If the Tribunal remitted the decision, it indicates that the matter is sent back to the Department for reconsideration. The Department must take all the relevant factors into account before making the decision.
Applicants must be physically present in Australia when applying for a review. In relation to offshore decision, right of review are confined to some persons in Australia. For instance, sponsors, nominators, Australian relatives.
The Migration Amendment Act 1989 introduced statutory merits review through the Immigration Review Panel and now form part of the Administrative Appeals Tribunal AAT on 1 July 2015.
Unlike judicial review, AAT reviews migration decision should be within the scope of merit review and every decision must be “correct and preferable”.
The objective of merits review is to:
“ensure that the administrative decision reached in a case is the correct and preferable decision. Correct in the sense that the decision made is consistent with law and policy, and preferable in the sense that, if there is an area of discretion in making a correct decision, the decision made is the most appropriate in the circumstances. A merits review system should also improve the general quality and consistency of decision-making and enhance openness and accountability across a particular area of administration”.
The Tribunal will generally decide all questions of fact and discretion for themselves. They must use ‘fresh set of eyes’ to look at any evidence including new evidence that the applicant failed to put before the original decision maker and override or substitute the original decision.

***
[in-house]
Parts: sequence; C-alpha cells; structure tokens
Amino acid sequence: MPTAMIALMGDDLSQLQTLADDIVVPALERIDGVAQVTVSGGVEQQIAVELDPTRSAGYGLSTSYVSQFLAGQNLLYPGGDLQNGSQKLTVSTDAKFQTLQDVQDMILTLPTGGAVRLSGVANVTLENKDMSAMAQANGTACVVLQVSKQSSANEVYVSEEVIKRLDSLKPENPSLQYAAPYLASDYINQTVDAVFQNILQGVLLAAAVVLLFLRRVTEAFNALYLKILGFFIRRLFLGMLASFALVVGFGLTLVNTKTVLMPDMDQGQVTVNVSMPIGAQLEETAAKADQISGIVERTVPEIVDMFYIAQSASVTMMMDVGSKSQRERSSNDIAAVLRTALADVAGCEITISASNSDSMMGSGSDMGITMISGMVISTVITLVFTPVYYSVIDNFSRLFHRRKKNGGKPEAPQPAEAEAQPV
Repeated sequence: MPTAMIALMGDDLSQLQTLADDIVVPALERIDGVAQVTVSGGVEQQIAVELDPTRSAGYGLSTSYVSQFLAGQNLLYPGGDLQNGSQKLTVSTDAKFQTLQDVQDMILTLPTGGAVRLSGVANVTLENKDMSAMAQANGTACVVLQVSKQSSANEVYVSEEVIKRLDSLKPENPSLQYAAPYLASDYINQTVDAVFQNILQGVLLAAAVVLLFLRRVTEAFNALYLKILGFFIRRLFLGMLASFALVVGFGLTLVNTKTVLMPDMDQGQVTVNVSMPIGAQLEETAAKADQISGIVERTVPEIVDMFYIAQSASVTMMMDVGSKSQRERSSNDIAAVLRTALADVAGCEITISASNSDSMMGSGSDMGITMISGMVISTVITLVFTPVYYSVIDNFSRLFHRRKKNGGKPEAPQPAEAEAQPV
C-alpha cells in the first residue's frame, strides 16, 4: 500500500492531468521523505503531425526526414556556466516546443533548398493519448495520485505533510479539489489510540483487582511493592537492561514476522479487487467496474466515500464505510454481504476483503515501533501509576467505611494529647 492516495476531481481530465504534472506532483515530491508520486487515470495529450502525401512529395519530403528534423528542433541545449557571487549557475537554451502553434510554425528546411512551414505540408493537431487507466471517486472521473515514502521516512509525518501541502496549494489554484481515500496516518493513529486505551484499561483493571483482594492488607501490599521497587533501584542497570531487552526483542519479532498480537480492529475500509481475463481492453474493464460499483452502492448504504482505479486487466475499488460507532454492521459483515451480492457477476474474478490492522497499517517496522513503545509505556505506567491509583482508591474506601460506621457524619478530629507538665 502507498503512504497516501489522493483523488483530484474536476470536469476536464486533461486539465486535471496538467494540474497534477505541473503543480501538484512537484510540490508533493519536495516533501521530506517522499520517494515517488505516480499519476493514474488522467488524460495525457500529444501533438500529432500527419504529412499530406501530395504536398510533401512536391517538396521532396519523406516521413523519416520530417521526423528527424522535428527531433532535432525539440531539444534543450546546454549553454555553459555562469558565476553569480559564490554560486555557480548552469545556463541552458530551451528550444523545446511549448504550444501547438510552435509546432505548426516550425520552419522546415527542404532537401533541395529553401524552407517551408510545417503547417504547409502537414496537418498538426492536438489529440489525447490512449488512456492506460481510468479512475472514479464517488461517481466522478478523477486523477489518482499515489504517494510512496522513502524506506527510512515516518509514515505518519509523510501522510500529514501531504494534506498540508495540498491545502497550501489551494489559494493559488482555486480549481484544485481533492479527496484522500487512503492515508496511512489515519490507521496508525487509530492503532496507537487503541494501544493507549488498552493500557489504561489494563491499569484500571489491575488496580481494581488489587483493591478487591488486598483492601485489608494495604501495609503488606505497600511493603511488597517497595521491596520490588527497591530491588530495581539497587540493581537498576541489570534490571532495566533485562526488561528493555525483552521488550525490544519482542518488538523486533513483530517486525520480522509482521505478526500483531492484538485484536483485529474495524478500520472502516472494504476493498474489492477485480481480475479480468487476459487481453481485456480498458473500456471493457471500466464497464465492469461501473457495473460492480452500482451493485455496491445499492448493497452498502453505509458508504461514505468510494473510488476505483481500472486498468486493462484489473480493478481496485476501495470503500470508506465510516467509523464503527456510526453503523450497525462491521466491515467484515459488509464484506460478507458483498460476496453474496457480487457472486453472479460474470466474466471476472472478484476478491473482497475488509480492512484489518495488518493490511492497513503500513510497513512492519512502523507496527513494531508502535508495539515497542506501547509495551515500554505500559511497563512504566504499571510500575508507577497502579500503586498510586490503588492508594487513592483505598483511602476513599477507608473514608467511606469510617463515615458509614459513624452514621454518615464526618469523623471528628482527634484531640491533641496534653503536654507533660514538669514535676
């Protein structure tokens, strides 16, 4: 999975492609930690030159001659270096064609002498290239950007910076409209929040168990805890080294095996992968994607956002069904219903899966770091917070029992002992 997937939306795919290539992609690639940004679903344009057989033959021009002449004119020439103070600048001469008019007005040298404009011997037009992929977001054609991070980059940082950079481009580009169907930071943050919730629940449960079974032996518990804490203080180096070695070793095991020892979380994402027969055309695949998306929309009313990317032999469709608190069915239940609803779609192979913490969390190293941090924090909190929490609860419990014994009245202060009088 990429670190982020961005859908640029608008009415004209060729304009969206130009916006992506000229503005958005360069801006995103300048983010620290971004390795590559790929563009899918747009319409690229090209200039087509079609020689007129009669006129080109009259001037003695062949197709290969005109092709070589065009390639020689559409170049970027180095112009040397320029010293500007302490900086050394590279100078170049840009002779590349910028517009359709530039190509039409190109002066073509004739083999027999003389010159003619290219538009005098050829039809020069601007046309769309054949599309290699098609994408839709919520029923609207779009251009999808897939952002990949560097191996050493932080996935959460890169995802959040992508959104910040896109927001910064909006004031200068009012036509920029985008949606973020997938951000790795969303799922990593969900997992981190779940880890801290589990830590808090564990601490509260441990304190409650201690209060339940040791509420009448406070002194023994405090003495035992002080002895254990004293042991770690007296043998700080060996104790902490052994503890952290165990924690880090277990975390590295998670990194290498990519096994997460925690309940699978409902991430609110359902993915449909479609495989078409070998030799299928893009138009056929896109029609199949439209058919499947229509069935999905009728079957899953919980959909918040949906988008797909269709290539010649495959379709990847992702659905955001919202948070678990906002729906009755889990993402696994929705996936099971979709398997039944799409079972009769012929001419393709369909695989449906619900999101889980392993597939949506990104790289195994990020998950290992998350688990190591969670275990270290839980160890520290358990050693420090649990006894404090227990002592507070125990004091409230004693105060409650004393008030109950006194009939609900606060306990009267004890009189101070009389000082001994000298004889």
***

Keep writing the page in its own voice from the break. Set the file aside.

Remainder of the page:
Service of Decision letter
The decision letter will be served by:
- Sending or leaving a notice of the decision at the last residential address given to the Minister by the applicant, or
- Handing a notice of the decision to the applicant or nominated person
The delivery time within Australia may take around 7 days after the date of the document. For an address outside Australia, it may take around 21 days after the date of the document.
The following decisions can be reviewed by AAT:
- Decision to refuse to provide a substantive visa to a person who has restricted under section 48 of the Act due to a previous visa refusal or cancellation
- Decisions refusing applications for December 1989 entry permits
- Decision to refuse to provide a substantive visa to a person who is detained in immigration detention when notifying him or her of the decision to refuse a substantive visa, and the decision to refuse a visa by the secretary or an official holding or holding a senior administrative service position
- Decisions refusing protection visas to some applicants, including unauthorised maritime arrivals who entered Australia on or after 13 August 2012 as fast track reviewable decisions by the Immigration Assessment Authority (IAA) within the AAT.